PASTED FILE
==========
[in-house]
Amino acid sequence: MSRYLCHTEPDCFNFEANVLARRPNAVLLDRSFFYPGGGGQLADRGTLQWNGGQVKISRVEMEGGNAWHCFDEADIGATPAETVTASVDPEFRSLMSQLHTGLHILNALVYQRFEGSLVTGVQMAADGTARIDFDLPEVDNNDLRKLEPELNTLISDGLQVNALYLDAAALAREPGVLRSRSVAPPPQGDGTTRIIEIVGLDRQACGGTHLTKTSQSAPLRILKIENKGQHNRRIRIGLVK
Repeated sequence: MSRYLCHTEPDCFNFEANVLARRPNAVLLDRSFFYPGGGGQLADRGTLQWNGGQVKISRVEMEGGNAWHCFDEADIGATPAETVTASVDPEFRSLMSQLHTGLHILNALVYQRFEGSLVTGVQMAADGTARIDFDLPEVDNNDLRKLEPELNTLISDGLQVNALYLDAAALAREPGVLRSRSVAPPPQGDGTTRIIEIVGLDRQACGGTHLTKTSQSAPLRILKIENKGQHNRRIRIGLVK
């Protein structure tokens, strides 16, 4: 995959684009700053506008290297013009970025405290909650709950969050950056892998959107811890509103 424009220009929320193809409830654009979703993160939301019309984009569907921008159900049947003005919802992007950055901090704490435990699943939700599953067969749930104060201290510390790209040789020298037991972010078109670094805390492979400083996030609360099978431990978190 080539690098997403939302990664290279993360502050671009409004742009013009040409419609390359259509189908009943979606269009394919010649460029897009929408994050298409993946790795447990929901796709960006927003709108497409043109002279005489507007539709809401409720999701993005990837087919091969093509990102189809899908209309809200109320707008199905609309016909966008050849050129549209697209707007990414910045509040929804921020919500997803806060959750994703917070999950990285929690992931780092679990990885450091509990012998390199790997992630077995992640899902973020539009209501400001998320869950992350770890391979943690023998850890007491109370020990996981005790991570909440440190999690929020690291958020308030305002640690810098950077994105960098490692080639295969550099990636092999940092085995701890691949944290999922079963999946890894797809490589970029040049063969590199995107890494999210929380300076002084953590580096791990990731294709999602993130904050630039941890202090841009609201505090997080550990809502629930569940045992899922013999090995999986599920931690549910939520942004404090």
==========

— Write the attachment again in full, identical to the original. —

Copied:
[in-house]
Amino acid sequence: MSRYLCHTEPDCFNFEANVLARRPNAVLLDRSFFYPGGGGQLADRGTLQWNGGQVKISRVEMEGGNAWHCFDEADIGATPAETVTASVDPEFRSLMSQLHTGLHILNALVYQRFEGSLVTGVQMAADGTARIDFDLPEVDNNDLRKLEPELNTLISDGLQVNALYLDAAALAREPGVLRSRSVAPPPQGDGTTRIIEIVGLDRQACGGTHLTKTSQSAPLRILKIENKGQHNRRIRIGLVK
Repeated sequence: MSRYLCHTEPDCFNFEANVLARRPNAVLLDRSFFYPGGGGQLADRGTLQWNGGQVKISRVEMEGGNAWHCFDEADIGATPAETVTASVDPEFRSLMSQLHTGLHILNALVYQRFEGSLVTGVQMAADGTARIDFDLPEVDNNDLRKLEPELNTLISDGLQVNALYLDAAALAREPGVLRSRSVAPPPQGDGTTRIIEIVGLDRQACGGTHLTKTSQSAPLRILKIENKGQHNRRIRIGLVK
């Protein structure tokens, strides 16, 4: 995959684009700053506008290297013009970025405290909650709950969050950056892998959107811890509103 424009220009929320193809409830654009979703993160939301019309984009569907921008159900049947003005919802992007950055901090704490435990699943939700599953067969749930104060201290510390790209040789020298037991972010078109670094805390492979400083996030609360099978431990978190 080539690098997403939302990664290279993360502050671009409004742009013009040409419609390359259509189908009943979606269009394919010649460029897009929408994050298409993946790795447990929901796709960006927003709108497409043109002279005489507007539709809401409720999701993005990837087919091969093509990102189809899908209309809200109320707008199905609309016909966008050849050129549209697209707007990414910045509040929804921020919500997803806060959750994703917070999950990285929690992931780092679990990885450091509990012998390199790997992630077995992640899902973020539009209501400001998320869950992350770890391979943690023998850890007491109370020990996981005790991570909440440190999690929020690291958020308030305002640690810098950077994105960098490692080639295969550099990636092999940092085995701890691949944290999922079963999946890894797809490589970029040049063969590199995107890494999210929380300076002084953590580096791990990731294709999602993130904050630039941890202090841009609201505090997080550990809502629930569940045992899922013999090995999986599920931690549910939520942004404090």